We could fix a crippling flaw with education by treating school more like karate

Former hedge fund analyst Salman Khan, also a founder of the free education resource Khan Academy, pointed out a crippling flaw in the US education system during a live TED Talk in New York City on November 2.

The problem, Khan says, is that we force students to move ahead when they aren’t ready. But he has a solution.

“We shouldn’t drag everyone around at the same pace,” Khan told the audience. Instead, he says, we should take inspiration from martial arts teaching.

Suppose a student gets a 75% on a test, which is a passing grade. Khan says this means the student didn’t learn 25% of the material, yet they’re expected to move on to the next lesson with the rest of the class.

The problem with this, he says, is the next block of material builds on what the student was supposed to learn in the last lesson, and it’s usually more difficult to pick up. So a student learns only 75% of the material, we can’t expect that student to master the next section.

You can see how this effect could quickly snowball as a student works their way up through more advanced classes. If students don’t master all of algebra, for example, they will have significant knowledge gaps when trying learn calculus.

Khan says we assume they are bad at maths, or born without the “maths gene,” and so they will give up on the class.

In reality, they’re not bad at maths — they just didn’t master the foundation material, he said.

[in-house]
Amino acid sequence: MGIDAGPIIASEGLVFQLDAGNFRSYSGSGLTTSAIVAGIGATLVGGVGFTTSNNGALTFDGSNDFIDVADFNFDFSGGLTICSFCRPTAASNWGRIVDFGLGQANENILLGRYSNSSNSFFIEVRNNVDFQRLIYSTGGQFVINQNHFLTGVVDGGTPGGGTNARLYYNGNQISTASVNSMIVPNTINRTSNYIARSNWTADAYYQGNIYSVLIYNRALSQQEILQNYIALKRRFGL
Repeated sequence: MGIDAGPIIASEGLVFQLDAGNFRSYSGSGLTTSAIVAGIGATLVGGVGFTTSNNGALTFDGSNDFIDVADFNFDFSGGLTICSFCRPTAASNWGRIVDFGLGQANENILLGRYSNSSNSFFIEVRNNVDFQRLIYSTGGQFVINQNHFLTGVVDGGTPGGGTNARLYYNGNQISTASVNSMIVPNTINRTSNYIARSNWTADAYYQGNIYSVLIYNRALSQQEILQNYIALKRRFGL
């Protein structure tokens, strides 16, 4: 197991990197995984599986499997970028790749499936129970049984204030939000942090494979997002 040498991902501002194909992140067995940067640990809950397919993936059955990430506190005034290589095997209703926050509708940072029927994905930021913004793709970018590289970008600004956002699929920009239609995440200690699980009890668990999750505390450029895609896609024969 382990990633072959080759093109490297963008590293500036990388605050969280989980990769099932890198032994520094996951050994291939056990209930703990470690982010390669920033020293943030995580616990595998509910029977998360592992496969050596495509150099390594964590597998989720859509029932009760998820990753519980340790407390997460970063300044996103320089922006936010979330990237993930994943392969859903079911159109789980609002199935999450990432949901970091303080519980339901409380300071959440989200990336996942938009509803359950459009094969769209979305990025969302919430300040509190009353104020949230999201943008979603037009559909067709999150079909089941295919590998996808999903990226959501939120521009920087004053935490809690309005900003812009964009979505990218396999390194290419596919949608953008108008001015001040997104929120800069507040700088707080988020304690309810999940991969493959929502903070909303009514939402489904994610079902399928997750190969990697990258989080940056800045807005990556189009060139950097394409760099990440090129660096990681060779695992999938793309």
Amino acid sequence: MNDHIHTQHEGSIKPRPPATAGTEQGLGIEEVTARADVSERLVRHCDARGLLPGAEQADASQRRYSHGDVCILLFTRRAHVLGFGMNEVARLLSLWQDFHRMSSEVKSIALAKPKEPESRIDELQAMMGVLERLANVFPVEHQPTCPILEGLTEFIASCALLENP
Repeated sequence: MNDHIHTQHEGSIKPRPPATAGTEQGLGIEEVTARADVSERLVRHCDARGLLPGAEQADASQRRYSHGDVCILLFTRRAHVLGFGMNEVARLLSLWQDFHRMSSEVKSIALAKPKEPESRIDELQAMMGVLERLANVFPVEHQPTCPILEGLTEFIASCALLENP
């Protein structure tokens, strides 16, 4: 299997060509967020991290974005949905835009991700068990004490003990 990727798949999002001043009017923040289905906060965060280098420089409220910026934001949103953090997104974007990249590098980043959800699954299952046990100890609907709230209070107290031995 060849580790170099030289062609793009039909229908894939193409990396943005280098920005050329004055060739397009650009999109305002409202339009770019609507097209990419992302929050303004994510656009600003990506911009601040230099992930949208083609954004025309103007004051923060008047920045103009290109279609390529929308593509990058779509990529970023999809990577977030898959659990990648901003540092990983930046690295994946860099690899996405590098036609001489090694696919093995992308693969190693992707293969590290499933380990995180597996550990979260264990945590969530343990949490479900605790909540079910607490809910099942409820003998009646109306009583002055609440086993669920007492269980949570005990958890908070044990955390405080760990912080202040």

Which is why Khan argues we shouldn’t drag everyone through school at the same pace. The education system should work the same way as martial arts or mastering a musical instrument: Practice your white belt skills until they’re perfect, then move up to the yellow belt; practice the beginner piece until you nail it, then move on to the more advanced song; don’t move onto calculus if you haven’t mastered algebra and trigonometry.

A lot of research out there backs up Khan’s idea. Students that don’t move onto the next lesson until they master the first often perform better later in their education career than peers who are arbitrarily shoved along from grade to grade.

If we personalise the education experience for students instead of requiring them to move as a herd, then anyone “could become a physicist, or a cancer researcher, or a rocket scientist,” Khan said.

Provided, of course, that they put in the work required to master all of the steps.

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